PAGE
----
MVAC logo

Mississippi Valley Archaeology Center



Past Cultures Events & Displays Educators About / Support News / Book Review Contract Services Contact MVAC

Durst Stemmed
Durst Stemmed
Madison Triangular
St. Charles


Durst Stemmed

This type is named after the Durst Rockshelter site in Sauk County, Wisconsin.

Other Possible Names or Related Points: Durst Stemmed points resemble Table Rock points. They are a regional variant of the Lamoka type cluster found throughout the northeastern United States.

Age: 3,000 B.P. These points are well-dated at several Wisconsin rockshelters and a few open-air campsites, stratigraphically above Raddatz Side-Notched points and below layers containing Woodland pottery.

Distribution: The type is common in Wisconsin, northern Illinois, and eastern Iowa.

Description: Durst Stemmed points are usually small spear tips with long, slightly expanding stems and rounded shoulders. They are roughly flaked, having a relatively thick body. Bases are usually rounded, with stems accounting for one-half to one-third of the total point length. Stem edges may be ground.

Length: 2.55 cm/12 in. Width: 24 cm/0.51.5 in.

Material: South of the La Crosse River valley, most are made from Prairie du Chien chert (sometimes heat-treated). North of the La Crosse River, many are made of medium to coarse grained (non-Hixton) silicified sandstones.

Back  to Top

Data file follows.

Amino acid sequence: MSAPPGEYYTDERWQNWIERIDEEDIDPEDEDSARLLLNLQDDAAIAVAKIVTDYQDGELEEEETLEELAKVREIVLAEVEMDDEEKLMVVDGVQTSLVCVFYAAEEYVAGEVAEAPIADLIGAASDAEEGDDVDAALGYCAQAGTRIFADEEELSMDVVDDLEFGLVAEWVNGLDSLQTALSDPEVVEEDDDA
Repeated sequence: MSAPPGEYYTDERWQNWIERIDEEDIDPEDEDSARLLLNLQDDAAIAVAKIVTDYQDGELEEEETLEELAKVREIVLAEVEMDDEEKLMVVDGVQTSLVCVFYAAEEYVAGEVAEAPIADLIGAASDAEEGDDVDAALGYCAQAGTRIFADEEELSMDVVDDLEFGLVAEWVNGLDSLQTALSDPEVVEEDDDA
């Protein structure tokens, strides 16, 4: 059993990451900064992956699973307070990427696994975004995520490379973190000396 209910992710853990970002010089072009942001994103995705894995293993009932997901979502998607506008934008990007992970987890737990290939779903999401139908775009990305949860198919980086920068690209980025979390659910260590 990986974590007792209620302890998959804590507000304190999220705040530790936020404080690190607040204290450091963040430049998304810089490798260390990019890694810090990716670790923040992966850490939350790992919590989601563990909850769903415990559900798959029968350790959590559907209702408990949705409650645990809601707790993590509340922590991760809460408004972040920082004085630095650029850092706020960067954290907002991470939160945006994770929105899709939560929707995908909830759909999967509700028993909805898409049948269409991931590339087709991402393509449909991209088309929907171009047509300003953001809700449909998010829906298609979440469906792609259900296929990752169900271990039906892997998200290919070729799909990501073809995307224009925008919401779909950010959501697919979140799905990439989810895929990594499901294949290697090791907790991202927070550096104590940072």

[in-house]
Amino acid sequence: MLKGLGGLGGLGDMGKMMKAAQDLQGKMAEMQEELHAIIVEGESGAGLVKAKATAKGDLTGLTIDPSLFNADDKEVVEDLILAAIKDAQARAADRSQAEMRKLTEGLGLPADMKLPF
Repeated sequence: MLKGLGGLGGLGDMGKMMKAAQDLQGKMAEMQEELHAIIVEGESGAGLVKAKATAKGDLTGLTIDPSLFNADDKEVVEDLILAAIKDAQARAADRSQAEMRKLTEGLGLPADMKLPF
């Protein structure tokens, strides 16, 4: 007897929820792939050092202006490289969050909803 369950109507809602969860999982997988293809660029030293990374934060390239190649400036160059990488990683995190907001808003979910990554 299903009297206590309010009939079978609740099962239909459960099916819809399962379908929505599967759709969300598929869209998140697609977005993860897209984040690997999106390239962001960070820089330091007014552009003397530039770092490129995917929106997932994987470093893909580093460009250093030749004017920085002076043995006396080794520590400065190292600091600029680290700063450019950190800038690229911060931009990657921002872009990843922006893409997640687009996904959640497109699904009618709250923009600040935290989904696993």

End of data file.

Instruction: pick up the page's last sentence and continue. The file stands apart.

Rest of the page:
Like us, Follow us

Like us
Follow us

Home ] Up ] Past Cultures ] Events & Displays ] Educators ] About / Support ] News / Book Review ] Contract Services ] Contact MVAC ] [ Site Map ]

Back to the
UW-L Homepage

Mississippi Valley Archaeology Center at the University of Wisconsin - La Crosse
1725 State Street, La Crosse, Wisconsin 54601 U.S.A.
Phone:  608-785-8463, Webmaster

All material Copyright 2000-2014 Mississippi Valley Archaeology Center at the University of Wisconsin - La Crosse

*MVAC Educational Programs are supported in part by the National Endowment for the Humanities.  Any views, findings, conclusions or recommendations expressed in these programs do not necessarily represent those of the National Endowment for the Humanities.
*This project was supported, in part, by the National Science Foundation.  Opinions expressed are those of the authors and not necessarily those of the Foundation.